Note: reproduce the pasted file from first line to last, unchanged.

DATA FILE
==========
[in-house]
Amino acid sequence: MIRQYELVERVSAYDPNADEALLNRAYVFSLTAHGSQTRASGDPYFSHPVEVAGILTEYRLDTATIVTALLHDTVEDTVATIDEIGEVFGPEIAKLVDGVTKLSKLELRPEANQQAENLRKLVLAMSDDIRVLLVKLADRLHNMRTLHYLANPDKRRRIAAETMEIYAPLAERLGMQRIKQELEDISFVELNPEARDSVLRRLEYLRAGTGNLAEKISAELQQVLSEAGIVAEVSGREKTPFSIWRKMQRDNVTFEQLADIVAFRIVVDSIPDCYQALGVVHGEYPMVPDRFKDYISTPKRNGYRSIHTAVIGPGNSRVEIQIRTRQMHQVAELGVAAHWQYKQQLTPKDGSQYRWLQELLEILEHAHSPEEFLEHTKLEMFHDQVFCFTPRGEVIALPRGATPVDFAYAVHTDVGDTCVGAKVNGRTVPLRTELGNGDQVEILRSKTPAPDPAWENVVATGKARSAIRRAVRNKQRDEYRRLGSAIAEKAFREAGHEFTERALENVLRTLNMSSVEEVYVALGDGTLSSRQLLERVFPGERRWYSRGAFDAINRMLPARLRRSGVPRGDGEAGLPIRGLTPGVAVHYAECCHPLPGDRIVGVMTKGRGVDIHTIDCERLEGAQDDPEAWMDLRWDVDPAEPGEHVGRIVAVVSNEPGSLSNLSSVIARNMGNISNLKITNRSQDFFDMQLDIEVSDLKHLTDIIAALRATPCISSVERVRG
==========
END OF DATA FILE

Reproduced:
[in-house]
Amino acid sequence: MIRQYELVERVSAYDPNADEALLNRAYVFSLTAHGSQTRASGDPYFSHPVEVAGILTEYRLDTATIVTALLHDTVEDTVATIDEIGEVFGPEIAKLVDGVTKLSKLELRPEANQQAENLRKLVLAMSDDIRVLLVKLADRLHNMRTLHYLANPDKRRRIAAETMEIYAPLAERLGMQRIKQELEDISFVELNPEARDSVLRRLEYLRAGTGNLAEKISAELQQVLSEAGIVAEVSGREKTPFSIWRKMQRDNVTFEQLADIVAFRIVVDSIPDCYQALGVVHGEYPMVPDRFKDYISTPKRNGYRSIHTAVIGPGNSRVEIQIRTRQMHQVAELGVAAHWQYKQQLTPKDGSQYRWLQELLEILEHAHSPEEFLEHTKLEMFHDQVFCFTPRGEVIALPRGATPVDFAYAVHTDVGDTCVGAKVNGRTVPLRTELGNGDQVEILRSKTPAPDPAWENVVATGKARSAIRRAVRNKQRDEYRRLGSAIAEKAFREAGHEFTERALENVLRTLNMSSVEEVYVALGDGTLSSRQLLERVFPGERRWYSRGAFDAINRMLPARLRRSGVPRGDGEAGLPIRGLTPGVAVHYAECCHPLPGDRIVGVMTKGRGVDIHTIDCERLEGAQDDPEAWMDLRWDVDPAEPGEHVGRIVAVVSNEPGSLSNLSSVIARNMGNISNLKITNRSQDFFDMQLDIEVSDLKHLTDIIAALRATPCISSVERVRG